Maybe you hate college, maybe you love it. Anyway, here are the goals:

  • Get through college as fast as possible
  • Earn enough money to repay loans after the graduation
  • Enjoy the process

Sounds difficult? We’ll show you exactly how to do it. And if you do it right the first time, you will save invaluable time and money.

Now, this path assumes you have what it takes to grind your way through college. So if you’re ready to work, here’s the best way to do it:

Online College

Is it possible to study from home? If you’re responsible with your time, this can save you hours you’d otherwise spend in classes. While your classmates take a semester to master the course, you could learn it at your pace, maybe in three months.

Staying at home is comfortable and allows you to work how you like and whenever you want. As long as you know what you’re doing, it’s all pros.

If your college offers this, great. But if they don’t, is there any way you could skip classes? If they require you to stay in class 60h in the semester, you can spend the rest of the time at home.

Accelerate your learning

If you have strong productivity habits, you will likely go through the year without much effort. And for a smart person, it’s utterly boring to just sit there and wait for the course to finish.

If you’re doing so well, don’t do that. Increase the load instead, and you could go from four college years to three or two:

  • Take classes on summer
  • Take the maximum amount of credits. If you can pay to exceed the credit limit, that’s free money. Do it
  • If you only need to pass an exam to complete the subject, do it as soon as possible

It IS possible to skip years. And every year you save is $20,000 you save on average (excluding costs of living) and one more year you don’t study.

Passive Income Streams

Speeding things up in college creates another problem. If you borrowed, you need to pay back the principal six months after graduating. While you’re studying harder, you also need an income plan.

It seems impossible when all your time goes into preparing for exams. But a passive business will keep making money while you sleep, 24/7/365.

All the free time you have should go into building this income stream. Preferably, choose one that requires no money to start.

For students, the info-product model works very well. You learn some skills people would like to learn, you create video-training, a private Facebook group, and you promote it with an Optin/webinar/sales page.

Side Hustles

Let’s say you’re studying hard to accelerate college and already created passive income streams. If you still have some free time left somehow, use it to earn to try other make-money ideas.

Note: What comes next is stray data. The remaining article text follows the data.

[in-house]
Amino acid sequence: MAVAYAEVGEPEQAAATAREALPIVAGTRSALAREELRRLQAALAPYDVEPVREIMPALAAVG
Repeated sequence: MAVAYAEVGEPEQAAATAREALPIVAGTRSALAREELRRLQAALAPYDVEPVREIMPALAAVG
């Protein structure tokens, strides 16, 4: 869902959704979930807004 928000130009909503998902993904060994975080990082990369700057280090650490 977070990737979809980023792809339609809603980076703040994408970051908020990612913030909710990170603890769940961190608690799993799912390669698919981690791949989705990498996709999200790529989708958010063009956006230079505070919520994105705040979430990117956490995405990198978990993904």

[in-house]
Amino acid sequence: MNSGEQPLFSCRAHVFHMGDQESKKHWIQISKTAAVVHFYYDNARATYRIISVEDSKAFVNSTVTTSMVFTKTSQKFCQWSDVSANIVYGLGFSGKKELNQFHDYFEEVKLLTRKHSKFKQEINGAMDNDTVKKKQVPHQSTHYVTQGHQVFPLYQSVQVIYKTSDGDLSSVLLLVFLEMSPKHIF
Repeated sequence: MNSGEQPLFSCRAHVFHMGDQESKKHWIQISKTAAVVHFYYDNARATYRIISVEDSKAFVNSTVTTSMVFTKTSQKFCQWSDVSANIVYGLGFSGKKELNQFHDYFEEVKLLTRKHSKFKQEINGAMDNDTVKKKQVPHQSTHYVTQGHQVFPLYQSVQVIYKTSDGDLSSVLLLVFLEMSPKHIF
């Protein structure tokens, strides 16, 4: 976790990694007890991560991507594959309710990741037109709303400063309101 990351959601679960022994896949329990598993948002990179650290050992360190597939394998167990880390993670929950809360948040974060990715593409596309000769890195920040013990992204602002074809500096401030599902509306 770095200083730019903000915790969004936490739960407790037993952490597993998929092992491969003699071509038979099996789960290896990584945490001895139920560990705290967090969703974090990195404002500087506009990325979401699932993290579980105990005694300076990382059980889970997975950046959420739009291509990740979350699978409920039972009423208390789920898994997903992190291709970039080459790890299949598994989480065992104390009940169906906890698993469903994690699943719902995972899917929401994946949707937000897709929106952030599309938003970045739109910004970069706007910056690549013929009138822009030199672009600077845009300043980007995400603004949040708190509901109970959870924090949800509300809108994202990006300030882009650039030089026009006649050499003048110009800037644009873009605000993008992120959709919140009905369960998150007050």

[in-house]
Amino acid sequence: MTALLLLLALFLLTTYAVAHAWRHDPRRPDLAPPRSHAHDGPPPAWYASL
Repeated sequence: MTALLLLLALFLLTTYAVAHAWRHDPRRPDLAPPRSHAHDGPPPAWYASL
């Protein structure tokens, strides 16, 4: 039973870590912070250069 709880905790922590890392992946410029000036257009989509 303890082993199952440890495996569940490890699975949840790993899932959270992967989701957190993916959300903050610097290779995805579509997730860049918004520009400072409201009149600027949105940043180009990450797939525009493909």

For example, you can register into focus groups where they pay you $100+ per hour.

Feel free to experiment, but careful to avoid work-from-home scams.

And if you study because you want to apply to a particular job, maybe you could join as an intern already. If you take online classes, then you have your schedule free to work on that career.

Your College Exit Strategy

Your College Exit Strategy

Here’s another scenario. You got into a university and find out it’s a mistake. So you want to get out while still living with freedom.

The answer here is tricky because it’s hard to recover what you’ve already invested. Moreover, your college may require you to pay the loan even if you didn’t study for all those years.

And to make things more complicated, you now have two areas of focus:

  • You need to work on your escape plan
  • But you also need to stay in college while your plan isn’t ready

It’s not smart to drop out unless you have an effective income stream in place. To exit the system, you would do the same we’ve mentioned before: take online classes, generate income, and try the college alternatives.

Now, we’re talking of 17/18-year-olds who have no income experience. We don’t even know if they have the work ethic necessary (let alone the motivation). Although this plan makes sense here, is it possible for you?

You will never have enough energy to do it unless you invest in yourself. So before you choose whether to quit college or not, make sure you’re working as hard (and smart) as possible.

  • How do you choose to spend your free time?
  • How do you set goals and organize your work?
  • How can you stay in the flow state for as long as possible?
  • Do you have an emergency plan in case things don’t go as expected?
  • Have you optimized your diet, sleep, and exercise to get more energy?
  • Do you have what it takes to overcome procrastination?
  • How do you stay relaxed when there’s so much to do?

It’s okay if you don’t have the answer to all of these. But that’s what a productive person looks like. A person who truly worries about their time, money, and results. And if you’re not there yet, you should do one of two things:

  • Accept you’re not as productive as you thought. You’re not ready for that, so it’s better that you stay in college.
  • You don’t accept the situation, so you choose to improve yourself. And once you become productive, that’s when you question staying in college.

The Bottom Line

When you turn 18, things happen fast. You may haven’t realized it yet, but you have more control over your life than you ever thought. If you want to get the most out of your time and money, put the responsibility on yourself:

  • College can be either super-valuable or worthless, depending on how YOU use it
  • If you choose to stay in college, don’t think too hard about the things you don’t like or can’t control. Instead, focus on the skills you’re learning or the people you’re meeting
  • Get rid of financial stress. Start working on your money from year one so that you can graduate joyfully

If you’re about to start college and don’t have a plan, it’s recommended to make money first and drop out later. You can quit right now anyway, but without a plan, be ready to waste years trying aimlessly.